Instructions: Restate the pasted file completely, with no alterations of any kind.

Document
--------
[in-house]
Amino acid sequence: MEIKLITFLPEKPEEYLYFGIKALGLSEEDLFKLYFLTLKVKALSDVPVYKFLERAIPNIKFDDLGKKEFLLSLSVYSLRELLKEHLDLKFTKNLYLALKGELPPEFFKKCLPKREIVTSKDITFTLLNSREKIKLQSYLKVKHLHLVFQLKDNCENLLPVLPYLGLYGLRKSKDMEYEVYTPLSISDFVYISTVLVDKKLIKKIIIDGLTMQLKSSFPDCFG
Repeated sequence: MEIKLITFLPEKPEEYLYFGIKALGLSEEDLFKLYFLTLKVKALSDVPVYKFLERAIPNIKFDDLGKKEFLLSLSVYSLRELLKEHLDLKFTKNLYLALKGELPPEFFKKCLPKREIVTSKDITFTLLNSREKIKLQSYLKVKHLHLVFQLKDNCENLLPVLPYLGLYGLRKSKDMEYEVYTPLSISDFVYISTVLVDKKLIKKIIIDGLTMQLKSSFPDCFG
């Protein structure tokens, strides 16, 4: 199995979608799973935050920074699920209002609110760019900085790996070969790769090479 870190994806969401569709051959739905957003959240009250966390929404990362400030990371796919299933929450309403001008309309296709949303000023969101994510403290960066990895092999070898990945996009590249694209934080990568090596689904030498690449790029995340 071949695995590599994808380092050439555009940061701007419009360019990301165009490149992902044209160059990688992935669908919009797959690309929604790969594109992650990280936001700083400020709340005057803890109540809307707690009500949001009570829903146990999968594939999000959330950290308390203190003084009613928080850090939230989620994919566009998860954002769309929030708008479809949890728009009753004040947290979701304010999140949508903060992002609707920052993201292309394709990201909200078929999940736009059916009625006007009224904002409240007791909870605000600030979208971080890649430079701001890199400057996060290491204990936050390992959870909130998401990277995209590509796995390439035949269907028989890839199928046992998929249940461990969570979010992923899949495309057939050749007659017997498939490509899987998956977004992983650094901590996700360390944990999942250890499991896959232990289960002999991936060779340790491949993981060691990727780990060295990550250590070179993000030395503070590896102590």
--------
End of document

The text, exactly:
[in-house]
Amino acid sequence: MEIKLITFLPEKPEEYLYFGIKALGLSEEDLFKLYFLTLKVKALSDVPVYKFLERAIPNIKFDDLGKKEFLLSLSVYSLRELLKEHLDLKFTKNLYLALKGELPPEFFKKCLPKREIVTSKDITFTLLNSREKIKLQSYLKVKHLHLVFQLKDNCENLLPVLPYLGLYGLRKSKDMEYEVYTPLSISDFVYISTVLVDKKLIKKIIIDGLTMQLKSSFPDCFG
Repeated sequence: MEIKLITFLPEKPEEYLYFGIKALGLSEEDLFKLYFLTLKVKALSDVPVYKFLERAIPNIKFDDLGKKEFLLSLSVYSLRELLKEHLDLKFTKNLYLALKGELPPEFFKKCLPKREIVTSKDITFTLLNSREKIKLQSYLKVKHLHLVFQLKDNCENLLPVLPYLGLYGLRKSKDMEYEVYTPLSISDFVYISTVLVDKKLIKKIIIDGLTMQLKSSFPDCFG
């Protein structure tokens, strides 16, 4: 199995979608799973935050920074699920209002609110760019900085790996070969790769090479 870190994806969401569709051959739905957003959240009250966390929404990362400030990371796919299933929450309403001008309309296709949303000023969101994510403290960066990895092999070898990945996009590249694209934080990568090596689904030498690449790029995340 071949695995590599994808380092050439555009940061701007419009360019990301165009490149992902044209160059990688992935669908919009797959690309929604790969594109992650990280936001700083400020709340005057803890109540809307707690009500949001009570829903146990999968594939999000959330950290308390203190003084009613928080850090939230989620994919566009998860954002769309929030708008479809949890728009009753004040947290979701304010999140949508903060992002609707920052993201292309394709990201909200078929999940736009059916009625006007009224904002409240007791909870605000600030979208971080890649430079701001890199400057996060290491204990936050390992959870909130998401990277995209590509796995390439035949269907028989890839199928046992998929249940461990969570979010992923899949495309057939050749007659017997498939490509899987998956977004992983650094901590996700360390944990999942250890499991896959232990289960002999991936060779340790491949993981060691990727780990060295990550250590070179993000030395503070590896102590």